Surplus and Surplice

By Maeve Maddox

The fashion term “surplice neckline” recently came to my attention. The term applies to a diagonally crossed neckline that creates a deep v-shaped neckline. The surplice style is thought of as a “faux wrap,” a cross-over design that makes the garment look as if it is wrapped around the wearer. Unlike a wrap-around garment, the faux wrap is sewn in place. Perhaps it is this “extra” piece of cloth that causes some advertisers to misspell surplice as surplus:

Dress like a goddess in this gorgeous gown made in sheer chiffon and designed with a surplus neckline

Emily West Girls Surplus Neckline Floral Dress

Get Deals Arden B. Women’s Lace Back Surplus Neckline Tank

Julian Taylor Women’s Printed Surplus Neckline Dress

surplus: more than sufficient; extra

Before I learned the fashion term, my only acquaintance with the word surplice was the wide-sleeved white ecclesiastical garment worn by priests and altar boys over a cassock.

The earliest documentation for the noun surplice in the OED is from a manuscript dated c1290. The word entered English from Anglo-Norman surpliz, which derived from medieval Latin superpellicium. By 1382, the word could also mean any “ample or enveloping” garment.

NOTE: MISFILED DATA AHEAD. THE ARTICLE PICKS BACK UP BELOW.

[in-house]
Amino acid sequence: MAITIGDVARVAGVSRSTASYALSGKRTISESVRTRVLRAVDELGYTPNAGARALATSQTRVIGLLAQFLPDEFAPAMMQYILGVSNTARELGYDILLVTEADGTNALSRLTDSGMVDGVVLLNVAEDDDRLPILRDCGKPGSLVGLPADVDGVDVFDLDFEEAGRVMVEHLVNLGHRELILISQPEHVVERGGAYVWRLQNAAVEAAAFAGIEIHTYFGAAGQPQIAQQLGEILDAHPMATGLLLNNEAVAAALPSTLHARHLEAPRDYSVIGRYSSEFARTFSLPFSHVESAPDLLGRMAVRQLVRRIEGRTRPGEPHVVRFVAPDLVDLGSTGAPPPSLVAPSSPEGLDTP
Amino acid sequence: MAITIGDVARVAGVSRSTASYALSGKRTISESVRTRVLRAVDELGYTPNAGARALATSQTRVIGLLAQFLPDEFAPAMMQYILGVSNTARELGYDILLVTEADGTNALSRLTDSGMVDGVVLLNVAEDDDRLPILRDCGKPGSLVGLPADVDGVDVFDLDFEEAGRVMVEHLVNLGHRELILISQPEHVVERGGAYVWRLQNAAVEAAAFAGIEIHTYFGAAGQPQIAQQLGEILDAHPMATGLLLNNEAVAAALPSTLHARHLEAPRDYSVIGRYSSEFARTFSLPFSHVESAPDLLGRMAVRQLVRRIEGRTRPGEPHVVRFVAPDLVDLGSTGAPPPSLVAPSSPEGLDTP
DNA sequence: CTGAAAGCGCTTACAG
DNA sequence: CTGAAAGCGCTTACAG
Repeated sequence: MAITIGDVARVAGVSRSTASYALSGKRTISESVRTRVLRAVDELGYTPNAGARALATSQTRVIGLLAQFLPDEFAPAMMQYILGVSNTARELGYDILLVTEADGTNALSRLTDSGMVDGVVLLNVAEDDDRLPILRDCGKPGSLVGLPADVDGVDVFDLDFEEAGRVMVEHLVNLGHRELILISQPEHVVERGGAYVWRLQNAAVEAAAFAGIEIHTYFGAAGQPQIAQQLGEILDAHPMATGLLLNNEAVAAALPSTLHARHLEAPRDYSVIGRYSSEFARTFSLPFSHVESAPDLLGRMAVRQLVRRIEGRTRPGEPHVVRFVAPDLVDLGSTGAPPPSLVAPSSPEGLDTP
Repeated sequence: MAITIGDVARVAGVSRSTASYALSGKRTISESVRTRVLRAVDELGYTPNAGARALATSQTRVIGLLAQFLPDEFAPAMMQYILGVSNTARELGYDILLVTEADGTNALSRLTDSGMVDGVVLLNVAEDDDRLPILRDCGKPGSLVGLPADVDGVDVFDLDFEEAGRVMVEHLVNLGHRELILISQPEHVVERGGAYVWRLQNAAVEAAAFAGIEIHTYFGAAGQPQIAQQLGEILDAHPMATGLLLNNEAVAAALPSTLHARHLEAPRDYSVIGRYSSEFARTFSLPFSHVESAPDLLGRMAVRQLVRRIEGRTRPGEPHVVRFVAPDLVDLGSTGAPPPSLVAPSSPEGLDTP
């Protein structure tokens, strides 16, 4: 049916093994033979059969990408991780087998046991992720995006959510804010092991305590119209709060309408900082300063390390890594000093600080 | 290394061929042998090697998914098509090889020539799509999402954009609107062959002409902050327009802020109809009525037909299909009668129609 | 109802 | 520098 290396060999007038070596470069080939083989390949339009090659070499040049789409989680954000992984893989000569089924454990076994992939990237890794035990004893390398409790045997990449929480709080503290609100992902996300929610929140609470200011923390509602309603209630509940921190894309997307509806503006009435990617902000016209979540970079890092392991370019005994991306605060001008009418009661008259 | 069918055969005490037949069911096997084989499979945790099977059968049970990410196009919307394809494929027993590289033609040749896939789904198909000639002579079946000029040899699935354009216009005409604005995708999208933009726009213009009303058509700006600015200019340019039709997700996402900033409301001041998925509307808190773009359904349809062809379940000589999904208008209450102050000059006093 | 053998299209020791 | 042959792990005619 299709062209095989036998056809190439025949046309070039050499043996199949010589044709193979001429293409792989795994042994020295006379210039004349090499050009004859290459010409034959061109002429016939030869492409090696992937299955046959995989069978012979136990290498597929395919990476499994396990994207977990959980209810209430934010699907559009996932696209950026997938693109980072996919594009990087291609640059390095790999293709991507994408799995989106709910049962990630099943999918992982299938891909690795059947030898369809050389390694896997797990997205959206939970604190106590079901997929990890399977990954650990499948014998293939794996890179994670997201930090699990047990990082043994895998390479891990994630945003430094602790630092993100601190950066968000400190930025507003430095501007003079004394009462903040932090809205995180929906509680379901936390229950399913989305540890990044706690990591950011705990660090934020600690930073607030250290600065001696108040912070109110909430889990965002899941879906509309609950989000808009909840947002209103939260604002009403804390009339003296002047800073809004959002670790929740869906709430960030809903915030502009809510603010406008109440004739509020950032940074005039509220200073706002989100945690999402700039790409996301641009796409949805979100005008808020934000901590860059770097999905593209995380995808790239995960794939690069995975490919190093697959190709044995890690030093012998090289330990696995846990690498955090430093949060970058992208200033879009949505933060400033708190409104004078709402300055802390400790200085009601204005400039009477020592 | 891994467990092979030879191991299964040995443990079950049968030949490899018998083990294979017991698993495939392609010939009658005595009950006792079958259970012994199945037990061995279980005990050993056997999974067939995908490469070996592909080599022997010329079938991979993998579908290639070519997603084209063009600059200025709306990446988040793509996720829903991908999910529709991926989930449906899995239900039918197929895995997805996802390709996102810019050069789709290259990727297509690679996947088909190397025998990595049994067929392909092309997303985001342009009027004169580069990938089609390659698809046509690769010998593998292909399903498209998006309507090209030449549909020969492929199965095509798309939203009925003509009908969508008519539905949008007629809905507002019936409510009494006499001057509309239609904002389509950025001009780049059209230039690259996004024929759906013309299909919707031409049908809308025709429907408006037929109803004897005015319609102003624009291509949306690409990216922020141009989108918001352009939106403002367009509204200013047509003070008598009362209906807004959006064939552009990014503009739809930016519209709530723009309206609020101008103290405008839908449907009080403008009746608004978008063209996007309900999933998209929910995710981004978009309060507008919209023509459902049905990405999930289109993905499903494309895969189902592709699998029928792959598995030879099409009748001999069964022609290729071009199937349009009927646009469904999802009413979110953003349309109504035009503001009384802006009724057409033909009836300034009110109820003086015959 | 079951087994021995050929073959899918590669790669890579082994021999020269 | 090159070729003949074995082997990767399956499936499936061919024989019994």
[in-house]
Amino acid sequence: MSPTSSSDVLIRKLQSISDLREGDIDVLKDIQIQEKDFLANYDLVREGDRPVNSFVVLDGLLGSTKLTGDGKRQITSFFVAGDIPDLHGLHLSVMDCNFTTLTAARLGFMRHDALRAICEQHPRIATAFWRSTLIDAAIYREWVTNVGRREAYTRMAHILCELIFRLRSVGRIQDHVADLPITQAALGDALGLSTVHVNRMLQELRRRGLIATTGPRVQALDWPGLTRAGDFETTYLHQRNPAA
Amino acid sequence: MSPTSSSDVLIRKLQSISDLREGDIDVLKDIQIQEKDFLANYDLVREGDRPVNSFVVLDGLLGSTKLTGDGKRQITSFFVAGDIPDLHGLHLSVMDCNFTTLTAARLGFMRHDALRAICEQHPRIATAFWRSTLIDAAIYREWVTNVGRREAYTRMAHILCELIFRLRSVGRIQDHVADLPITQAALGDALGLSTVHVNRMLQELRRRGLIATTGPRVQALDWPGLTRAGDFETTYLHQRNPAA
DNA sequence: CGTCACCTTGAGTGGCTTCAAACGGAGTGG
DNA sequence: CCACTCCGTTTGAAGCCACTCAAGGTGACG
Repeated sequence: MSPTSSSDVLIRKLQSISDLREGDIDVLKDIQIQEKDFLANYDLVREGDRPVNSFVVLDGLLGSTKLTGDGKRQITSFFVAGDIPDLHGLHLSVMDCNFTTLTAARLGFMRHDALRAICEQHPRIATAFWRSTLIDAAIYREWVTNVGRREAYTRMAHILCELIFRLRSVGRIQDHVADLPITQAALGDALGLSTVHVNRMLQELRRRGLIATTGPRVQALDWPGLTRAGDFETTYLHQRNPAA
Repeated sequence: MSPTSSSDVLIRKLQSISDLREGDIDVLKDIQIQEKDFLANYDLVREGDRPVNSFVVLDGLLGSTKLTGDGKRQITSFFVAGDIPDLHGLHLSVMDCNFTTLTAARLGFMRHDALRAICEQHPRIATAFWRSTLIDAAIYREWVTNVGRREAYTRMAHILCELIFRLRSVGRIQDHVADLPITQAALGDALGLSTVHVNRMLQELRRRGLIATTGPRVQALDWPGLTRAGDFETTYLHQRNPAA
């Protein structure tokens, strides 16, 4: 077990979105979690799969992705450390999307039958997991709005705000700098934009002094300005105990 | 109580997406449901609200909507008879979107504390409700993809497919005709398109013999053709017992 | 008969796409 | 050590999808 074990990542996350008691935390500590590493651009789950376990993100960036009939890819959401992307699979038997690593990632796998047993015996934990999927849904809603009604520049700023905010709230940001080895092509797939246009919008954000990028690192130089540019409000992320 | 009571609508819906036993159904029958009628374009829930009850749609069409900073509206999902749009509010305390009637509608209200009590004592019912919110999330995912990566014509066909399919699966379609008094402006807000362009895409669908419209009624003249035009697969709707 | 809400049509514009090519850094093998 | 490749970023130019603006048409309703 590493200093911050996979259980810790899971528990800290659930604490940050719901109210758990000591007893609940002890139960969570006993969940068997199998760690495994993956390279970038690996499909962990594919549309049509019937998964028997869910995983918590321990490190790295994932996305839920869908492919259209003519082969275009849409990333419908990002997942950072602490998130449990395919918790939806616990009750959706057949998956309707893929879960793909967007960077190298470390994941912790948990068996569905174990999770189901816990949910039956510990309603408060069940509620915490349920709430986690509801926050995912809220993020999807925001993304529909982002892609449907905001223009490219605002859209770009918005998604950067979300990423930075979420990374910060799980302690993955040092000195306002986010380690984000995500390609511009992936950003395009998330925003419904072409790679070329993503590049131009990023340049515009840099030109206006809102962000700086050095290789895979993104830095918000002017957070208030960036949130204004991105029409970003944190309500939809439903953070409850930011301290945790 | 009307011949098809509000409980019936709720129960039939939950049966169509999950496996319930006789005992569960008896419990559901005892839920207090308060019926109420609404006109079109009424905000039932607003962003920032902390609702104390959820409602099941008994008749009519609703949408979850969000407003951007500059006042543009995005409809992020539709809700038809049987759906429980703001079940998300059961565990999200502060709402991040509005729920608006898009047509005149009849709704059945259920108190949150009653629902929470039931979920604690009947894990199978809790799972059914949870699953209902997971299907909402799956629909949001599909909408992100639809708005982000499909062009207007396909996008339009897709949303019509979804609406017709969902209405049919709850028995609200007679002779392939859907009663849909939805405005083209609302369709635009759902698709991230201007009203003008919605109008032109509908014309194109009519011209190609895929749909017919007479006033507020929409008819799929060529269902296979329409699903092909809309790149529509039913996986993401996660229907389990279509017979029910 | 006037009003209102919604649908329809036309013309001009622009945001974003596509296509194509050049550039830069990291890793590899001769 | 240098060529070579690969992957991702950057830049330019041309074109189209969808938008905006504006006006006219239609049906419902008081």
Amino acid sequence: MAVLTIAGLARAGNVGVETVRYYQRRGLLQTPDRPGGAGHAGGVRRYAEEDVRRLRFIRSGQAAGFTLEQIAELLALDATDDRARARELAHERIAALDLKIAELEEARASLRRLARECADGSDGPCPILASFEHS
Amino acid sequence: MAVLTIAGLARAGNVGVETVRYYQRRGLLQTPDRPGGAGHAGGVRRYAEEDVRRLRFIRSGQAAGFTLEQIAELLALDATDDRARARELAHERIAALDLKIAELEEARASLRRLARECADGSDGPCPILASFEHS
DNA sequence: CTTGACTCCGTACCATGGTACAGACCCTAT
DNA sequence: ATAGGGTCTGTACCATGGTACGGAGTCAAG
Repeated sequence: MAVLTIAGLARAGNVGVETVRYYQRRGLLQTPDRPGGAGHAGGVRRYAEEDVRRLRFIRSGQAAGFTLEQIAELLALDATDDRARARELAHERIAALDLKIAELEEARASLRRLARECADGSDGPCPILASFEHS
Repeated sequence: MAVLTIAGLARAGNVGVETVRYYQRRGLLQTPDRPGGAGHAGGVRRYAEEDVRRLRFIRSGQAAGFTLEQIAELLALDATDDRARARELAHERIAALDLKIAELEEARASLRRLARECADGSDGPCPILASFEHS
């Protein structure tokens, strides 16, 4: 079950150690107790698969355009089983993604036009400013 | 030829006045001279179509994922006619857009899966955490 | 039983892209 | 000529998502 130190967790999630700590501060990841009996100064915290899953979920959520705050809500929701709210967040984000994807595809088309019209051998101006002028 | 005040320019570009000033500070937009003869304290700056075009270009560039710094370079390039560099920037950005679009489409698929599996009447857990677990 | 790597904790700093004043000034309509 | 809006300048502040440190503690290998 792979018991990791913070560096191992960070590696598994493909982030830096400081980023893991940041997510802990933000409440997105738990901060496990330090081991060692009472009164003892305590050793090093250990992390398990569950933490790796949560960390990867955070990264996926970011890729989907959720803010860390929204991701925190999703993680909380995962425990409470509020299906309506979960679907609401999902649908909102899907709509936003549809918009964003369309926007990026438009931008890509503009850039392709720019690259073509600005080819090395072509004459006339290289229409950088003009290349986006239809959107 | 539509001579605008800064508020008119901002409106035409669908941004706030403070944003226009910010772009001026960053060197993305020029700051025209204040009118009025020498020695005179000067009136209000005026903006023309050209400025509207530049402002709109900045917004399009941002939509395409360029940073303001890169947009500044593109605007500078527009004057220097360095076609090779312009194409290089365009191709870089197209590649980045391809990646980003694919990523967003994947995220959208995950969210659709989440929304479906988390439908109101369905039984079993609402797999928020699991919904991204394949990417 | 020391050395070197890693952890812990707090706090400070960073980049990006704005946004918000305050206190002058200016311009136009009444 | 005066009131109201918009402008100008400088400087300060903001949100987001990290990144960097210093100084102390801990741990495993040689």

The literal meaning of the Latin word was “over the fur garment.” In winter, medieval churches were cold and drafty. Apparently the priest bundled up in a practical fur tunic or robe and wore the priestly garment over it.

Finally, surplice and surplus, are pronounced differently:

surplice [SUR-pliss]
surplus [SUR-plus]

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1 Response to “Surplus and Surplice”

  • Glenn

    I’m an Anglican (Church of England/Episcopalian) Priest. The reason for the surplice has long been lost on our colleagues. The history you’ve provided is fascinating. I knew that in early Australian white history the priest would ride on horseback in his cassock. Having been made all dusty and muddy, the local church was required to provide a surplice to cover his muddy cassock.

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